Already convinced that he is the best goaltender in the National Hockey League, the Edmonton Oilers seem intent on finding out if Grant Fuhr is also indestructible.
Fuhr has played all but 102 of a possible 1,697 minutes this season, starting all 28 games.
Including the playoffs last season and the Canada Cup series in September, he has started in 56 consecutive games.
Last season, Fuhr split time with Andy Moog, compiling a 22-13-3 record and a 3.44 goals-against average. Moog put together a 28-11-3 record and a 3.51 goals-against average.
But when the Stanley Cup championship was on the line last spring, Fuhr started in 18 consecutive playoff games, missing only the first three games of the Smythe Division semifinal series against the Kings.
That so angered Moog, who had shared the Oilers' goaltending duties with Fuhr for five seasons, that he joined the Canadian Olympic team this fall.
That, in turn, left the Oilers with a hole, which Fuhr has willingly filled for Coach Glen Sather. He is 15-10-2 with a 3.50 goals-against average, 1 shutout and a save percentage of .884.
"Really, it's been kind of fun," Fuhr told the Sporting News. "I've looked on it as a challenge. I don't know how many in a row I can play, but Glen's not putting any pressure on me to play every game."
The last goaltender to play in all of his team's games was Roger Crozier, who helped lead the Detroit Red Wings to a 40-23-7 record, best in the NHL, in the 1964-65 season.
Bernie Parent, who played in 73 of 80 games for the Philadelphia Flyers in the 1973-74 season, holds the NHL record for games played in a season by a goaltender.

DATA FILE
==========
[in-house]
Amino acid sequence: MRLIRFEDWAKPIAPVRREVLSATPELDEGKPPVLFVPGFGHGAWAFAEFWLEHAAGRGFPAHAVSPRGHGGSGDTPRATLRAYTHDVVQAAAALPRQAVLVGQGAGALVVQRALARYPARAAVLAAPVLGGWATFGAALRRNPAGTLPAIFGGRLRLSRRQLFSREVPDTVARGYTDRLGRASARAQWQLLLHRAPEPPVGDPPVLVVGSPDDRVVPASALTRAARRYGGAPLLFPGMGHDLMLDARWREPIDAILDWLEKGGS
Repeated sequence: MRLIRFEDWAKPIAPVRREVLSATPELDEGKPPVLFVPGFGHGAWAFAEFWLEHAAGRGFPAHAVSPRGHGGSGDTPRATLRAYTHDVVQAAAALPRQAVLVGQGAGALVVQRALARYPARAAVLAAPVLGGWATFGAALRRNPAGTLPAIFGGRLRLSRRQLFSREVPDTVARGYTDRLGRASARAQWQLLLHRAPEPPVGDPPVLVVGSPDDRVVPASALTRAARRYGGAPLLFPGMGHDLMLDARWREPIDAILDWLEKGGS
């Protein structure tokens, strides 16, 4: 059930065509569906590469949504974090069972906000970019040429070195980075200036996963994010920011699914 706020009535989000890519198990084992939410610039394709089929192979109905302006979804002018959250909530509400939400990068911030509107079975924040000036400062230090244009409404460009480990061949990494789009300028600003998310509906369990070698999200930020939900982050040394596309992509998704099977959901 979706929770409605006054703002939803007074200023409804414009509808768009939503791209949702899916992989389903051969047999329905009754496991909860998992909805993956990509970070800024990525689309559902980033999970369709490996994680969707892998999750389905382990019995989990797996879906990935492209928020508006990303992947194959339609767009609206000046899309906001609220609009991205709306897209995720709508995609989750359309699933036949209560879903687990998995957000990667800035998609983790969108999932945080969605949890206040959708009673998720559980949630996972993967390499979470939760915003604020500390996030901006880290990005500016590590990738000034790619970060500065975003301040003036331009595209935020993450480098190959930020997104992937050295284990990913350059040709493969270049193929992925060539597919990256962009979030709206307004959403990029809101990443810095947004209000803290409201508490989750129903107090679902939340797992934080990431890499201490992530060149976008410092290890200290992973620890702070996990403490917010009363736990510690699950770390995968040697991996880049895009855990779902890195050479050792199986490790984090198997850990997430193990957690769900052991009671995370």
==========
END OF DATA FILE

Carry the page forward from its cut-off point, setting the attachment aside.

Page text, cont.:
And Glen Hall, formerly of the Red Wings and Chicago Blackhawks, played in 502 consecutive games, playing every minute of every game for seven straight seasons--without a mask, no less.
Fuhr is a threat to none of those accomplishments, Sather said. "He won't play 80 games, I'll tell you that."
But he will play 65 to 70.
"When you have the best goaltender in the world, why not play him?" Sather said.
Seeing red: Not surprisingly, owner Harold Ballard of the Toronto Maple Leafs, who won't allow the Soviets to play in Maple Leaf Gardens, isn't too excited about NHL President John Ziegler's proposal to have Soviet teams play regular-season games against NHL teams in the 1989-90 season.
"Loyal Canadians and Americans shouldn't let (the Soviets) near the shore," Ballard said. "I'd have a torpedo ready for them."
O, Canada: Ballard, on the plight of the Maple Leafs, who are 11-14-2: "You want to know what's wrong with our team? We don't have enough red-blooded American boys like Ed Olczyk and Al Iafrate."
Dave Brown of the Philadelphia Flyers has returned from a 15-game suspension, though he will still sit out games Thursday night and Dec. 22 against the Rangers.
But the lesson learned from his vicious crosscheck of the New York Rangers' Tomas Sandstrom should not be forgotten, ESPN's Bill Clement said.
Clement, a member of the Stanley Cup champion Flyer teams of 1974 and '75 that came to be known as the Broad Street Bullies, told Newsday that the NHL must crack down on players who wield their sticks dangerously.
"A hockey stick is a dangerous weapon," Clement said. "I've had it used on me and I've used it. I crosschecked a guy away from the play, like Dave Brown. We were in the corner and I came up from behind. He looked at me and I just left him there in a pool of blood.
"I know what it's like, and I know Dave Brown is going to do it again. It has to be wiped out."
Clearing the slot: Stuck in Manhattan traffic on their way to a game against the New York Rangers last month at Madison Square Garden, several members of the Winnipeg Jets picked up and moved a parked car that was blocking the way of their bus.
Sad but true: Emile Francis, general manager of the Hartford Whalers, said there was no need to send Torrie Robertson to the minors after the Whaler enforcer had rehabilitated a broken leg.
"He didn't need to sharpen his game," Francis said. "He doesn't handle the puck. He handles players."
Also sad but true: Comparing the Adams Division race to a baseball pennant race because of the importance of each game, Gord Kluzak of the Boston Bruins said: "The difference is that in baseball, only one team makes it. In our sport, only one team doesn't."
In other words, in a league where all but 5 of the 21 teams make the playoffs, the regular-season games are almost meaningless.